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Low enough for you yet?
The rate of Americans who lack health insurance has hit a record low — again — as a result of Obamacare.
In the first quarter of 2016, there were 8.6 percent of Americans — or about 27.3 million people — who were uninsured, the first time in history that the nation's uninsured rate fell below 9 percent.
In 2010, the year that the Affordable Care Act became law, 48.6 million Americans, or 16 percent of the population, lacked insurance. Since then, the uninsured rate has been cut almost in half, and the trend has only continued this year.
The National Health Interview Survey released late Tuesday shows that as of the first quarter of 2016, 1.3 million fewer people than in 2015 lacked health insurance.
And there are now 21.3 million fewer uninsured persons than there were in 2010, according to the survey, which is conducted by a division of federal Centers for Disease Control and Prevention.
However, the survey also showed a dramatic spike in the number of people who are enrolled in so-called high-deductible health plans, which require them to directly pay a larger share of their medical costs out of pocket, as opposed their plan shouldering that cost.
Since 2010, the percentage of nonelderly people with private health coverage who were enrolled in a high-deductible plan has grown from 25.3 percent, up to 36.7 percent last year.
And in the first three months of this year, 40 percent of such people were enrolled in a high-deductible plan.
Plans sold on Affordable Care Act marketplaces often have higher deductibles than "group coverage" provided through employers. However, the trend toward higher-deductible plans began prior to the ACA, as insurers and employers try to limit premium price increases, and discourage unnecessary use of health services.
The survey noted that Hispanics have seen the biggest decreases in uninsured status under the ACA — from 40.6 percent in 2013, down to 24.5 percent this year — but still have the highest uninsured rate of any ethnic group.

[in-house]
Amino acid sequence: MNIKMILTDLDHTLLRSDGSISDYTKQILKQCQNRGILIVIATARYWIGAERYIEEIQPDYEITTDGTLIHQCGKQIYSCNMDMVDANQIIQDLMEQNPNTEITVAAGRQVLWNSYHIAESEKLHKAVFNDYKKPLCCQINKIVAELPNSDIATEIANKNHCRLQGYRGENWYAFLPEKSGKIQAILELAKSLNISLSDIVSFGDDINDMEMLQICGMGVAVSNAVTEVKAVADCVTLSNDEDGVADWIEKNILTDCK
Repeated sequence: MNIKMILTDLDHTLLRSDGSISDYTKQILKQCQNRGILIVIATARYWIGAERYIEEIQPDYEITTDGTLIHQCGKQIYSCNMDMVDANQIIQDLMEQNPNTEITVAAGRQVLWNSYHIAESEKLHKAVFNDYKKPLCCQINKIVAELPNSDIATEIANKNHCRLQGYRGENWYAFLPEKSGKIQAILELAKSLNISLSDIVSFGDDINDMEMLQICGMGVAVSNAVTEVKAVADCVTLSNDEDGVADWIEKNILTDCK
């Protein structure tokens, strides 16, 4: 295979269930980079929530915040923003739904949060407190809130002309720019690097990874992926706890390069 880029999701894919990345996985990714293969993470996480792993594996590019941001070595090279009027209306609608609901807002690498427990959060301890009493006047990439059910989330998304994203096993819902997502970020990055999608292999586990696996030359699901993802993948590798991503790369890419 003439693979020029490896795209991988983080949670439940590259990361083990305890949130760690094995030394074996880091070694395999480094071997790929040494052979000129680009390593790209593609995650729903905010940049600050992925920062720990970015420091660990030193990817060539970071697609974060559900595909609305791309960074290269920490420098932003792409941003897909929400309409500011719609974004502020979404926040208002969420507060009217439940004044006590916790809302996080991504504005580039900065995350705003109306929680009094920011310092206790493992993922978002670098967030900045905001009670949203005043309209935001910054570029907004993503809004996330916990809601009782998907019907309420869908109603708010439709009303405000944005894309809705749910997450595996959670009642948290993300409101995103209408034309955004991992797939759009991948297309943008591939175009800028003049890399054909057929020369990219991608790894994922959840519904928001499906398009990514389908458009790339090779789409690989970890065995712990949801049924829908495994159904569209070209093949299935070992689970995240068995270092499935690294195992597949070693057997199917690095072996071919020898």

Among non-Hispanic blacks, the uninsured rate was 13 percent. Whites now have an uninsured rate of 8.4 percent. The uninsured rate of Asian adults is now just 6.7 percent.
"Our country's march toward improving access, quality, and affordability in health care goes on, and today's numbers show that the Affordable Care Act is continuing to drive historic progress," said Health and Human Services Secretary Sylvia Burwell.
Burwell said the law "is part of the fabric of our country."
The ACA contains a number of provisions that are designed to expand health coverage to the uninsured.
They include a requirement that nearly all Americans have some form of health coverage or pay a tax penalty; allowing adults under age 26 to remain on their parents' health plans; and barring insurers from declining coverage to people with pre-existing health conditions.
The ACA also authorized the creation of government-run insurance exchanges to sell individual health plans, which include subsidies for customers with low or moderate incomes. Currently, more than 10 million people are enrolled in exchange-sold plans, and millions more have bought individual plans outside of the exchanges under the ACA.
Another aspect of Obamacare, which has been credited with greatly reducing the uninsured rate, is authorizing the expansion of Medicaid to nearly all poor adults. Thirty-one states have expanded their Medicaid programs, with the federal government picking up most of the costs of providing coverage to the newly eligible.
Next year is considered crucial by Obamacare advocates. A number of insurers intend to exit Obamacare marketplaces, and many insurers remaining on those exchanges plan to hike their premium prices more sharply than in past years.
While federal health regulators have noted that more than 80 percent of Obamacare exchange customers get subsidies that can shield them totally or largely from premium price increases, millions of unsubsidized customers have no such protection.
The price hikes, and other factors, have raised concern that 2017 may be the year when efforts to expand coverage to the uninsured hit a wall.